The last two Novembers, Hackaday’s annual gathering was held in remote mode: Remoticon instead of Supercon. While still recovering from jetlag, I’m reflecting on the pros and cons of live versus virtual events. And wondering how we can combine the virtues of both for next year. Come brainstorm with me!

The blatantly obvious pros of having a live Supercon is the ease of talking to everyone who is there, trading code tips, life experience, and must-see projects. In person, you can physically trade badge add-ons in real time, without waiting for customs to clear the packages. Simply hanging out has a real charm to it, and doing so over shared tacos is even better. Spontaneous collaborations were easy and natural. And finally, while you can watch someone electrocute a twinkie with a neon sign transformer on YouTube, you can’t smell the ozone.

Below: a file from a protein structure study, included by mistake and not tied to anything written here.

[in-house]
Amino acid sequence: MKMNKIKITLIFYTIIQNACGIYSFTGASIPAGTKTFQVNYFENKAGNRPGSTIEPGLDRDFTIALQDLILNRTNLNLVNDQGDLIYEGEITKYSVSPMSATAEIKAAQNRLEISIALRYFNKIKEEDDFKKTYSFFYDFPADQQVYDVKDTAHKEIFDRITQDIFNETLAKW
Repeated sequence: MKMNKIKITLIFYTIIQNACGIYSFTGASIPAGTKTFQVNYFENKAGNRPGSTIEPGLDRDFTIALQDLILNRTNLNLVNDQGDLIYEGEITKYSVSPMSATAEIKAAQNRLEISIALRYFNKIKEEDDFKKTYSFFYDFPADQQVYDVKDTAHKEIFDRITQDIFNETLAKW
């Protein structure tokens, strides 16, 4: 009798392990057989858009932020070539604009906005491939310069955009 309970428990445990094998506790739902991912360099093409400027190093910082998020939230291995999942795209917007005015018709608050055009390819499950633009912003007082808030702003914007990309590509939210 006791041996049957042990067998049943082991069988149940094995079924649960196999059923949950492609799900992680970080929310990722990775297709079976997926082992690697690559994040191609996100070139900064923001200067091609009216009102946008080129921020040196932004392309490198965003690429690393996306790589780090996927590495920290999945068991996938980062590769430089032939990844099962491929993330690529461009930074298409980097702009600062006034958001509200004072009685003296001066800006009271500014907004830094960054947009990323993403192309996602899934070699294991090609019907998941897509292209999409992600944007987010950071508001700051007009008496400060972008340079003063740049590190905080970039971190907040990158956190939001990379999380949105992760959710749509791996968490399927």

Against this, all of the expensive travel, the aforementioned jetlag for some, and the real-world limitations that only so many people can fit in a given physical space at once.

The best part of Remoticon was hearing from people who wouldn’t have been able to make it to an in-person con, whether it’s because it’s of geography or money. Since everything is online, there’s no missing out, and anyone can freely dip in to one talk or another. The online chat channels were better attended during Remoticon as well – perhaps because they were the only game in town – but that was a more global community.

There’s probably nothing that can be done about the tacos, but what could we do about incorporating the benefits of Remoticon? We did stream one stage live, and we had two chat channels open for commentary the whole time. If you took part remotely in Supercon, let us know how it went, and if you have any suggestions to improve our remote experience for next time. Because in the end, we want Hackaday to be as inclusive and as global as the hacker community itself.

Banner Photo by Poyu Chen.